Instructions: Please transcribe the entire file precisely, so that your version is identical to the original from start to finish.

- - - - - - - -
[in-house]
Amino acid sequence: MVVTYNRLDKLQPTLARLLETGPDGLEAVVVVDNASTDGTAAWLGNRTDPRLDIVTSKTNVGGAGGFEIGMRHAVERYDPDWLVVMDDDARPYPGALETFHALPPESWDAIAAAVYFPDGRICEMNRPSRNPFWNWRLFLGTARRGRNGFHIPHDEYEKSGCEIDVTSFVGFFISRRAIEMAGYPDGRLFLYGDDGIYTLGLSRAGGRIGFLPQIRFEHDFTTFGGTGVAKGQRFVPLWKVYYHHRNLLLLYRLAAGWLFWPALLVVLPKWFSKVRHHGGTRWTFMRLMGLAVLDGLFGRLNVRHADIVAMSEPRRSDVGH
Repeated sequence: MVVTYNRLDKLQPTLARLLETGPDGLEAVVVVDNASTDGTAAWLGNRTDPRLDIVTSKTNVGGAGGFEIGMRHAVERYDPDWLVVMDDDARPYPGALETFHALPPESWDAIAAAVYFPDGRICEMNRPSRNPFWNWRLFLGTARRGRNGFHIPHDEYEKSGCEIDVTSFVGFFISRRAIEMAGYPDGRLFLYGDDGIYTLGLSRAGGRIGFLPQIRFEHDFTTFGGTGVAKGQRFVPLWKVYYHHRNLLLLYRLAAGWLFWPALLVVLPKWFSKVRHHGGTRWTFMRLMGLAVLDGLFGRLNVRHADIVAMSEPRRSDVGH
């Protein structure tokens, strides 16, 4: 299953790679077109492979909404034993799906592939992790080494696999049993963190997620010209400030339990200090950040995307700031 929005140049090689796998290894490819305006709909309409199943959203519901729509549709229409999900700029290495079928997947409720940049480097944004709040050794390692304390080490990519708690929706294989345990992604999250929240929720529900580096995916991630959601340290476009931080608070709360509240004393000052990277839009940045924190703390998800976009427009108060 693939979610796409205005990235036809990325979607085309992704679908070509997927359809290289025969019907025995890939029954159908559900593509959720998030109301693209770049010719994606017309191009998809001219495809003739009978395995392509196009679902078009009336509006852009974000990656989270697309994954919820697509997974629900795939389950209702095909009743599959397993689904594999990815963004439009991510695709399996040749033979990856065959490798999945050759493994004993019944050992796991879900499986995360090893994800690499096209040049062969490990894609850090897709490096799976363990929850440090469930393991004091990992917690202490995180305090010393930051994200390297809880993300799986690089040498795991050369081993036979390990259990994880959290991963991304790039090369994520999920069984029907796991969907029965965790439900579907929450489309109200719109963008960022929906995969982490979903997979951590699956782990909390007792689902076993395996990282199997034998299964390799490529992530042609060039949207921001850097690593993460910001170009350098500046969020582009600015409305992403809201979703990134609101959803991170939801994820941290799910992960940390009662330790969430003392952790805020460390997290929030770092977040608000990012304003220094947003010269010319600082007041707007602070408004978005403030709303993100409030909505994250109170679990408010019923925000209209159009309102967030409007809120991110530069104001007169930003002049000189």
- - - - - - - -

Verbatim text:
[in-house]
Amino acid sequence: MVVTYNRLDKLQPTLARLLETGPDGLEAVVVVDNASTDGTAAWLGNRTDPRLDIVTSKTNVGGAGGFEIGMRHAVERYDPDWLVVMDDDARPYPGALETFHALPPESWDAIAAAVYFPDGRICEMNRPSRNPFWNWRLFLGTARRGRNGFHIPHDEYEKSGCEIDVTSFVGFFISRRAIEMAGYPDGRLFLYGDDGIYTLGLSRAGGRIGFLPQIRFEHDFTTFGGTGVAKGQRFVPLWKVYYHHRNLLLLYRLAAGWLFWPALLVVLPKWFSKVRHHGGTRWTFMRLMGLAVLDGLFGRLNVRHADIVAMSEPRRSDVGH
Repeated sequence: MVVTYNRLDKLQPTLARLLETGPDGLEAVVVVDNASTDGTAAWLGNRTDPRLDIVTSKTNVGGAGGFEIGMRHAVERYDPDWLVVMDDDARPYPGALETFHALPPESWDAIAAAVYFPDGRICEMNRPSRNPFWNWRLFLGTARRGRNGFHIPHDEYEKSGCEIDVTSFVGFFISRRAIEMAGYPDGRLFLYGDDGIYTLGLSRAGGRIGFLPQIRFEHDFTTFGGTGVAKGQRFVPLWKVYYHHRNLLLLYRLAAGWLFWPALLVVLPKWFSKVRHHGGTRWTFMRLMGLAVLDGLFGRLNVRHADIVAMSEPRRSDVGH
């Protein structure tokens, strides 16, 4: 299953790679077109492979909404034993799906592939992790080494696999049993963190997620010209400030339990200090950040995307700031 929005140049090689796998290894490819305006709909309409199943959203519901729509549709229409999900700029290495079928997947409720940049480097944004709040050794390692304390080490990519708690929706294989345990992604999250929240929720529900580096995916991630959601340290476009931080608070709360509240004393000052990277839009940045924190703390998800976009427009108060 693939979610796409205005990235036809990325979607085309992704679908070509997927359809290289025969019907025995890939029954159908559900593509959720998030109301693209770049010719994606017309191009998809001219495809003739009978395995392509196009679902078009009336509006852009974000990656989270697309994954919820697509997974629900795939389950209702095909009743599959397993689904594999990815963004439009991510695709399996040749033979990856065959490798999945050759493994004993019944050992796991879900499986995360090893994800690499096209040049062969490990894609850090897709490096799976363990929850440090469930393991004091990992917690202490995180305090010393930051994200390297809880993300799986690089040498795991050369081993036979390990259990994880959290991963991304790039090369994520999920069984029907796991969907029965965790439900579907929450489309109200719109963008960022929906995969982490979903997979951590699956782990909390007792689902076993395996990282199997034998299964390799490529992530042609060039949207921001850097690593993460910001170009350098500046969020582009600015409305992403809201979703990134609101959803991170939801994820941290799910992960940390009662330790969430003392952790805020460390997290929030770092977040608000990012304003220094947003010269010319600082007041707007602070408004978005403030709303993100409030909505994250109170679990408010019923925000209209159009309102967030409007809120991110530069104001007169930003002049000189």